Oct 6, 2011
Iowa woman's miscarriage linked to Listeria from cantaloupe
An Iowa woman with listeriosis has suffered a miscarriage that may have been caused by tainted cantaloupe. The woman, who state health officials would only identify as between 18 and 40 and from northwestern Iowa, was pregnant at the time she became ill and subsequently suffered a miscarriage, according to an Iowa Department of Public Health (IDPH) news release yesterday. "My understanding was that this played a substantial role in the miscarriage," said IDPH medical examiner Dr. Patricia Quinlisk, according to MSNBC. The case is the first reported in that state that may be linked to an outbreak traced to Jensen Farms cantaloupe, grown in Colorado, that has sickened 200 people and killed 18 in 20 states. Iowa in not listed on Jensen Farms' cantaloupe distribution list. The US Centers for Disease Control and Prevention (CDC) said the woman's case is one of three infections in pregnant women, according to MSNBC. The other two women are still pregnant and being monitored. The Des Moines Register today, citing state health officials, said the Iowa woman's illness was caused by the outbreak strain but not yet confirmed as tied to the outbreak.
Oct 5 IDPH news release
Oct 5 MSNBC story
Finland to compensate pandemic vaccine narcolepsy patients
Finland's government and an insurance company group announced yesterday that they would team up to pay for the lifetime medical care of children who experienced narcolepsy after receiving the 2009 H1N1 vaccine, Agence France-Presse (AFP) reported. The Finnish Pharmaceutical Insurance Pool (LVP) said it would honor all related claims and review each one individually to gauge the payout amount, and the Finnish government said it would cover medical costs that exceed the insurance amounts. Meanwhile, Finnish news service YLE reported yesterday that 92 people have contacted the LVP about narcolepsy symptoms and requested compensation. On Sep 1 a final report from Finnish officials confirmed the link between the 2009 H1N1 Pandemrix vaccine and narcolepsy cases and said as of late August they had received 98 reports of narcolepsy in people who had received it, most of them children.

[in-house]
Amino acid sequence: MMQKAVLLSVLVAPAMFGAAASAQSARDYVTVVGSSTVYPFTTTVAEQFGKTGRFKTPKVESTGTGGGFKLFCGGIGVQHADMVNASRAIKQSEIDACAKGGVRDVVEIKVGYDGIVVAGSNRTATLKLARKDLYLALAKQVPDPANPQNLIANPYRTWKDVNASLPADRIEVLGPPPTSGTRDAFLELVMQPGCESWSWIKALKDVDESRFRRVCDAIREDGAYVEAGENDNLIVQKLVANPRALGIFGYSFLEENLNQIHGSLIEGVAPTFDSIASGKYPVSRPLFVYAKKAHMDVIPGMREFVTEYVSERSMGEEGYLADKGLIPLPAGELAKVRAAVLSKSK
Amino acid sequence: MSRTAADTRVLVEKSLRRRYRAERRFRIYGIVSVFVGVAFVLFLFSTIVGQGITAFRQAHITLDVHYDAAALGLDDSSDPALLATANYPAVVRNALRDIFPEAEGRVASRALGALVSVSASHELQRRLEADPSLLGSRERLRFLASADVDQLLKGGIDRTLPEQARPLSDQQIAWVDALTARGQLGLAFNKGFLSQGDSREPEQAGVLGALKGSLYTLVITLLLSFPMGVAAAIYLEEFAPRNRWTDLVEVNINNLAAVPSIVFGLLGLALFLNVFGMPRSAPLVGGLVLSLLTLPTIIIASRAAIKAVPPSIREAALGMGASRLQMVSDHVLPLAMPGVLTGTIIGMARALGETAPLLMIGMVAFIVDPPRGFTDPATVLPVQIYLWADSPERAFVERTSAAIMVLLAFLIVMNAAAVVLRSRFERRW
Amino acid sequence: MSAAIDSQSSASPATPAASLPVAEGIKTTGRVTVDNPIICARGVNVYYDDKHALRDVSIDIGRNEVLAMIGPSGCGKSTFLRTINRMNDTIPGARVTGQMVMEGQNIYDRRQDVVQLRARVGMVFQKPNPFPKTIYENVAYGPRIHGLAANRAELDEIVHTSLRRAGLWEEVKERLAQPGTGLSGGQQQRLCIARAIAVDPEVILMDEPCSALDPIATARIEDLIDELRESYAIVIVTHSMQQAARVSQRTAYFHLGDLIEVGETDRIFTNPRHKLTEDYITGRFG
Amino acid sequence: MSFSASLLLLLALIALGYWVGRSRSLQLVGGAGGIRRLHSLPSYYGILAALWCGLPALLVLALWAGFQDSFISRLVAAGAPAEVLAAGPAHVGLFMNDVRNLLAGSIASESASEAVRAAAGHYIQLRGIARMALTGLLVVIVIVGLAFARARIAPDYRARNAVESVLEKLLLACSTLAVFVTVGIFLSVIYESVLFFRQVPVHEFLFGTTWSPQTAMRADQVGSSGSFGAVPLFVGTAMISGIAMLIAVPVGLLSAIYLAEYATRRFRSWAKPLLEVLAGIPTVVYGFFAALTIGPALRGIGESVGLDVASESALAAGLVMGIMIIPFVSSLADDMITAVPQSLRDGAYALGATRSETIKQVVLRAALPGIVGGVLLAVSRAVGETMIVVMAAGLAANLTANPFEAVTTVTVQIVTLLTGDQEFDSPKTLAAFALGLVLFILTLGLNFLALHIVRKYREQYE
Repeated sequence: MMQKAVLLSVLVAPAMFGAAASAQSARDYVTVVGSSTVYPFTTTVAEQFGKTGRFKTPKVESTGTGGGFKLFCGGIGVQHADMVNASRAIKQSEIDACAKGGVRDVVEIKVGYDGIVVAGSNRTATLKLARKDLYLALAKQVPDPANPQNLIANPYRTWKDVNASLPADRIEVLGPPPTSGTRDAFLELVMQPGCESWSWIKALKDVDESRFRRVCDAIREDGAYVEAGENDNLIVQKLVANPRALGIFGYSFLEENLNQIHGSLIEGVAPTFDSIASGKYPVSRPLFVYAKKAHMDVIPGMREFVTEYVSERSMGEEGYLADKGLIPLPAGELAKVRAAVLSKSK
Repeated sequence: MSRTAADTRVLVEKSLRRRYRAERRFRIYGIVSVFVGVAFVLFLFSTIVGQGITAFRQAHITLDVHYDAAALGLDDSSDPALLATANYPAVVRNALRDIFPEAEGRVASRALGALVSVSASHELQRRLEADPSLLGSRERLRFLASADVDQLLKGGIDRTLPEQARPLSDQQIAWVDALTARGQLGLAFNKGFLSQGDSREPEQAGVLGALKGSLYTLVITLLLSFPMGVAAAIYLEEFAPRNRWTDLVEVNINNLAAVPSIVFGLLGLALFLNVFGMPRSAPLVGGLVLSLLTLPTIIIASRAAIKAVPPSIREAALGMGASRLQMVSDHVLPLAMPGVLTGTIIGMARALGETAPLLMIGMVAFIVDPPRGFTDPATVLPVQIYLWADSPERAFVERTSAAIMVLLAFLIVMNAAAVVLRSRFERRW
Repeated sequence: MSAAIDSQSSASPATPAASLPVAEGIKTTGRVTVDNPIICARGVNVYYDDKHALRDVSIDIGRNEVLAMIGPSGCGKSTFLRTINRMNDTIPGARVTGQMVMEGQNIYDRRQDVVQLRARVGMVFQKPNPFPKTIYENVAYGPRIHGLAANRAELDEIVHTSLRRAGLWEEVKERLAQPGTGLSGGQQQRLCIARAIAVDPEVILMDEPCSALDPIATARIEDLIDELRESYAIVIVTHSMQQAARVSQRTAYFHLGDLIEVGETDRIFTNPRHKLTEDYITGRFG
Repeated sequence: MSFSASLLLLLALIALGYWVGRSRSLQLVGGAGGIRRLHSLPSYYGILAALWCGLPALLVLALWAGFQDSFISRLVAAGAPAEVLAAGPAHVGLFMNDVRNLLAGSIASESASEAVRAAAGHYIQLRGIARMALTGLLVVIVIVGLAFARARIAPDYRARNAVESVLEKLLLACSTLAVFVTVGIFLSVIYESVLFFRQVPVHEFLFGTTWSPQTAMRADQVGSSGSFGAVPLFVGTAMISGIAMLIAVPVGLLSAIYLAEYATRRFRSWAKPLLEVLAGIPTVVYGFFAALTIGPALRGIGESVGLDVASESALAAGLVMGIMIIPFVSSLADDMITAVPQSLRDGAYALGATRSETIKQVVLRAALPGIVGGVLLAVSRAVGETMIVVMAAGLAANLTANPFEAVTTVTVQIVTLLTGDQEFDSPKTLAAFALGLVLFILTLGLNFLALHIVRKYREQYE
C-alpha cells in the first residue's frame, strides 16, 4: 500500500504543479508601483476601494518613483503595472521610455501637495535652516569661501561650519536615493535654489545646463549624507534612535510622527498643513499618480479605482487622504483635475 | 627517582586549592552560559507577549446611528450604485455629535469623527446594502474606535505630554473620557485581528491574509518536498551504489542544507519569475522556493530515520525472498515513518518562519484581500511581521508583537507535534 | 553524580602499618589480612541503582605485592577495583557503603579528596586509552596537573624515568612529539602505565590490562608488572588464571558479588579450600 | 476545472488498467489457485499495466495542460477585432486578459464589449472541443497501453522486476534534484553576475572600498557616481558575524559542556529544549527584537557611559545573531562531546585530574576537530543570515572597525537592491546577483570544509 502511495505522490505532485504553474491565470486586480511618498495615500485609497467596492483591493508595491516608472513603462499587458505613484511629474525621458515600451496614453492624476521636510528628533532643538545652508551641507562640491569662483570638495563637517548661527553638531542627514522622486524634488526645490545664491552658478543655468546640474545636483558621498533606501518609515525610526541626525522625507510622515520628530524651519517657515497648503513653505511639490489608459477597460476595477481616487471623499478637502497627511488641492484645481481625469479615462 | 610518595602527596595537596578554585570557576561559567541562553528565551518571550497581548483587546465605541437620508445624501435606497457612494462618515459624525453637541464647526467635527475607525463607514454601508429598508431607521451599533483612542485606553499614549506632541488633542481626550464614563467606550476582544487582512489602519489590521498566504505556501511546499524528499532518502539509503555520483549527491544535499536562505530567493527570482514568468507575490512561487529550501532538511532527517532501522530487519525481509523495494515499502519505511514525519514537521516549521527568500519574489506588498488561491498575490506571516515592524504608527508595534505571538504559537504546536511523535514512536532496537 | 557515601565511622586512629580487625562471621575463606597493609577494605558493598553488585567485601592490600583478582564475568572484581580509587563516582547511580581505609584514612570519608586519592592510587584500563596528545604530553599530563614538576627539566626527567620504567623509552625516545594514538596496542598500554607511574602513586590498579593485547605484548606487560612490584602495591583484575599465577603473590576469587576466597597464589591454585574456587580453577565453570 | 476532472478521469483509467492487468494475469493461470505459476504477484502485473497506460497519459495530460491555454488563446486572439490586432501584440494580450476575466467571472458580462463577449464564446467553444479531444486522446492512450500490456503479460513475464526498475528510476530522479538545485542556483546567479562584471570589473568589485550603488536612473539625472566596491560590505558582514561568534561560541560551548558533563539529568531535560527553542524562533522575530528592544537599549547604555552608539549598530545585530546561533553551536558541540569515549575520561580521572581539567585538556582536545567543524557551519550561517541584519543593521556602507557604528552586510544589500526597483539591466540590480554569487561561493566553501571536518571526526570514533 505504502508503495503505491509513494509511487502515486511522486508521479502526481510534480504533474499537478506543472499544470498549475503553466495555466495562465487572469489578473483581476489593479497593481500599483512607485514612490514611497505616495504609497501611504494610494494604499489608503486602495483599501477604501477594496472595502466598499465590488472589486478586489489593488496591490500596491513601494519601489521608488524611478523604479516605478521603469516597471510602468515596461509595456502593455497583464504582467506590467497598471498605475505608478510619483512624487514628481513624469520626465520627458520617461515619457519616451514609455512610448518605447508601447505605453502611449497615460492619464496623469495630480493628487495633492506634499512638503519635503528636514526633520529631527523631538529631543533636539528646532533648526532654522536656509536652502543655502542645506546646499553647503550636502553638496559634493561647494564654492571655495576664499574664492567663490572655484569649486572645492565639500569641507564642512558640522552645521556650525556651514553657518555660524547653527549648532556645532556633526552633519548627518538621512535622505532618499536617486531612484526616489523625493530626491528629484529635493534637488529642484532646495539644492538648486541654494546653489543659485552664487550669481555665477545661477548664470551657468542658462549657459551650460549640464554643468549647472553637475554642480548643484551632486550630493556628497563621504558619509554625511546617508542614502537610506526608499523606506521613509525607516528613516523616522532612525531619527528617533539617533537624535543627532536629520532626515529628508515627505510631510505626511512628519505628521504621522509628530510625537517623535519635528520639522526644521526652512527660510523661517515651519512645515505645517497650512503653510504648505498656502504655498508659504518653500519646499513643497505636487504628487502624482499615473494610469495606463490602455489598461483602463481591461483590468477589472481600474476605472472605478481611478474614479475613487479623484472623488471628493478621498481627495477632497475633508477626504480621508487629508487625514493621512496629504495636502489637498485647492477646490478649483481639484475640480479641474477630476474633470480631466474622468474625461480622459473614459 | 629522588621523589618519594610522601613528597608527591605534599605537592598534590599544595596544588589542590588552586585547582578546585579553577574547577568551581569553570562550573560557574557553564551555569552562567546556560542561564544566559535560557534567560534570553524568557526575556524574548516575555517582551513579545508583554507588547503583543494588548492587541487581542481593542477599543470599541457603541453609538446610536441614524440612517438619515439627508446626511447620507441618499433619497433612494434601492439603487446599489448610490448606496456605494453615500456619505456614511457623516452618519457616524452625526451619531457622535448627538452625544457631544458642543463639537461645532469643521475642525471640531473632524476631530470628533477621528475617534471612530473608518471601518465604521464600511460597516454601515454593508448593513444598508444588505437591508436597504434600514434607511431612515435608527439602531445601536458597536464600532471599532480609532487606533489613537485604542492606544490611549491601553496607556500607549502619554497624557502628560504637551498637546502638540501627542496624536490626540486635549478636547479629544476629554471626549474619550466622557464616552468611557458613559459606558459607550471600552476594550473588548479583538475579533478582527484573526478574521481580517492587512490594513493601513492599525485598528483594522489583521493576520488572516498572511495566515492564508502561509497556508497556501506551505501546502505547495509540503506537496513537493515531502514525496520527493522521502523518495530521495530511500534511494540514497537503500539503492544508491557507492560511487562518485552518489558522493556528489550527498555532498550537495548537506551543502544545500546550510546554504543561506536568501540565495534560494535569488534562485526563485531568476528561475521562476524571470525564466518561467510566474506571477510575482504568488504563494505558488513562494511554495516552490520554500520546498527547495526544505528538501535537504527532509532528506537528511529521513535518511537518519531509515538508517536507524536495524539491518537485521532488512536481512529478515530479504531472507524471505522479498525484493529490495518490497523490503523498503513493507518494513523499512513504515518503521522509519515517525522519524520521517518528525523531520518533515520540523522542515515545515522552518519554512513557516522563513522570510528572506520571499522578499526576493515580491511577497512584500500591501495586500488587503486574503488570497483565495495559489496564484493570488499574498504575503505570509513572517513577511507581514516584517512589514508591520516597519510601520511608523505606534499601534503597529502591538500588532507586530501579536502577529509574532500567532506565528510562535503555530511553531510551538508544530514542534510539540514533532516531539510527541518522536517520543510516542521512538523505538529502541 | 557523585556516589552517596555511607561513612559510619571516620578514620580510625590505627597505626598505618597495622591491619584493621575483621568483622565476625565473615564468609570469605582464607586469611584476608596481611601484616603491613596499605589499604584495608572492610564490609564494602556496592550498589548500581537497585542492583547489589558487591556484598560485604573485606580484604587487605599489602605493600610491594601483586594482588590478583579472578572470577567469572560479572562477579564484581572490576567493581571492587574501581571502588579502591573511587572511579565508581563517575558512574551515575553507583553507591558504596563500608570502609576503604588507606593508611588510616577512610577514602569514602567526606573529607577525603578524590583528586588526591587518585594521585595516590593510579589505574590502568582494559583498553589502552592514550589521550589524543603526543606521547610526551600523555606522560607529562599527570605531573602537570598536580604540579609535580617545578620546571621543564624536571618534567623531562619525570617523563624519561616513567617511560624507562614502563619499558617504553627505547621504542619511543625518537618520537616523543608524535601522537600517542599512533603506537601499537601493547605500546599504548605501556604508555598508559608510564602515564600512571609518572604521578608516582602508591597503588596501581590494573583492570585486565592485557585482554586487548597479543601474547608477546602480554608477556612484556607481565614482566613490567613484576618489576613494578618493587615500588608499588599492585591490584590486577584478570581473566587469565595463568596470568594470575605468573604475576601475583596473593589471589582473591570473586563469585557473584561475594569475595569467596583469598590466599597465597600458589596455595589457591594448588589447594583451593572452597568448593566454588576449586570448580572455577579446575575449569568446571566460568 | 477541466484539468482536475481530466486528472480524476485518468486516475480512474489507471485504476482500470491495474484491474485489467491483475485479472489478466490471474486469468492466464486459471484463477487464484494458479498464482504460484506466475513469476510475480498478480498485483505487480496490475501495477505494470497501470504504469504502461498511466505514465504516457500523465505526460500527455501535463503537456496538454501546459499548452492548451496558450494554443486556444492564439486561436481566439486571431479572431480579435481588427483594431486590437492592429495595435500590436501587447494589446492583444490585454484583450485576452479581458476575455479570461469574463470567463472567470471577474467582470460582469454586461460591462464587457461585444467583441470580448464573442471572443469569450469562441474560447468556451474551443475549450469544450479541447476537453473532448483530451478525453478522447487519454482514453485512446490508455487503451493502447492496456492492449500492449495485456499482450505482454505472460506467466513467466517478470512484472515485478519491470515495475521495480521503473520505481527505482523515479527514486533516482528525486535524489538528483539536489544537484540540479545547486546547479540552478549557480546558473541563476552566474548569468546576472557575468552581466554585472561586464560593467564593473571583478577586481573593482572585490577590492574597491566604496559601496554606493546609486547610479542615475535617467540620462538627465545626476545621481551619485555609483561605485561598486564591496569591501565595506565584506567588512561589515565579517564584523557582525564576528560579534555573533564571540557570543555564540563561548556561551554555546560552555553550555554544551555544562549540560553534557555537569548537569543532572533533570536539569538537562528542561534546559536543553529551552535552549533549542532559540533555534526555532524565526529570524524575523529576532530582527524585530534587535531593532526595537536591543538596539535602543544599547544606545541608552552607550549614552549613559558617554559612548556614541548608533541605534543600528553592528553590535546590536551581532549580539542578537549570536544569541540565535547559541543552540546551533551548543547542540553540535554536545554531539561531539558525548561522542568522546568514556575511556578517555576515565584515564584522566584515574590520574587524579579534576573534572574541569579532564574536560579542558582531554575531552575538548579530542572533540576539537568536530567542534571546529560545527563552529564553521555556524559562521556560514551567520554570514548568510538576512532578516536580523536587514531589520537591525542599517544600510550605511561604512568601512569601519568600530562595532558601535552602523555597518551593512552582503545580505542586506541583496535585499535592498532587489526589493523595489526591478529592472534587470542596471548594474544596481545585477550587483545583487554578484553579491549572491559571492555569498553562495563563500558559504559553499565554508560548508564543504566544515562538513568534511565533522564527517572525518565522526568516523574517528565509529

Oct 5 AFP story
Oct 5 YLE story
Sep 1 CIDRAP News story
Chinese H5N1 cases strongly linked to live-bird markets
Chinese and US researchers found that H5N1 avian flu viruses isolated from infected people in China were highly similar genetically to isolates from the live-poultry markets they frequented, according to a story yesterday in the Journal of Virology. The team of scientists sequenced 31 H5N1 isolates from human cases from 2005 through 2010 in China and found a number of genotypes, not all of which were similar to known avian isolates. They then used patient questionnaire data to obtain environmental samples from live-poultry markets and homes frequented by six of those case-patients in 2008 and 2009 before they became infected. In each case, the environmental genetic sequences closely matched the corresponding human isolates. The researchers conclude, "Infection control measures in live poultry markets are likely to reduce human H5N1 infection in China."
Oct 5 J Virol abstract
Study: Indoor spraying of insecticide reduces malaria transmission
Spraying the insecticide bendiocarb indoors has dramatically decreased malaria transmission in many parts of Benin, which would be good news for several African countries in which resistance to another insecticide is increasing, according to a study in the American Journal of Tropical Medicine and Hygiene. Scientists evaluated the effects of two applications of bendiocarb in homes throughout the West African country over 8 months in 2009. They found that after applying insecticide on walls where mosquitoes are likely to land, none of the 350,000 household members living in the homes sustained infected bites from the malaria-carrying mosquito Anopheles gambiae. In addition, none of the mosquitoes collected from the treated homes tested positive for the malarial parasite Plasmodium falciparum. "Our success in drastically reducing malaria transmission by spraying homes with bendiocarb, which is not a pyrethroid, is very important because pyrethroid-resistance is emerging not just in Benin but also in Kenya, Niger, Nigeria, Mali, Cameroon and many other African countries," Gil Germain Padonou, MSc, a medical entomologist and study co-author said in a press release today from the American Society of Tropical Medicine and Hygiene (ASTMH), which publishes the journal.
October Am J Trop Med Hyg abstract
Oct 6 ASTMH press release
Novavax lands $1.3 million award for FMD vaccine development
Novavax, Inc, of Rockville, Md., announced yesterday that it has been awarded a $1.3 million contract from the US Department of Homeland Security to develop a virus-like-particle (VLP) vaccine to protect against foot-and-mouth disease (FMD), a potential threat to US agriculture. Novavax said in a release that it will use the funds over two and a half years to develop a VLP vaccine that, unlike current FMD vaccines, would not require using infectious FMD viruses. "We welcome this opportunity to apply our recombinant vaccine technology to address a major threat to U.S. livestock producers," said Novavax President and CEO Stanley C. Erck in the release. "Although the United States remains free of FMD, an effective vaccine will help prevent the spread of disease if an outbreak should occur."
Oct 5 Novavax news release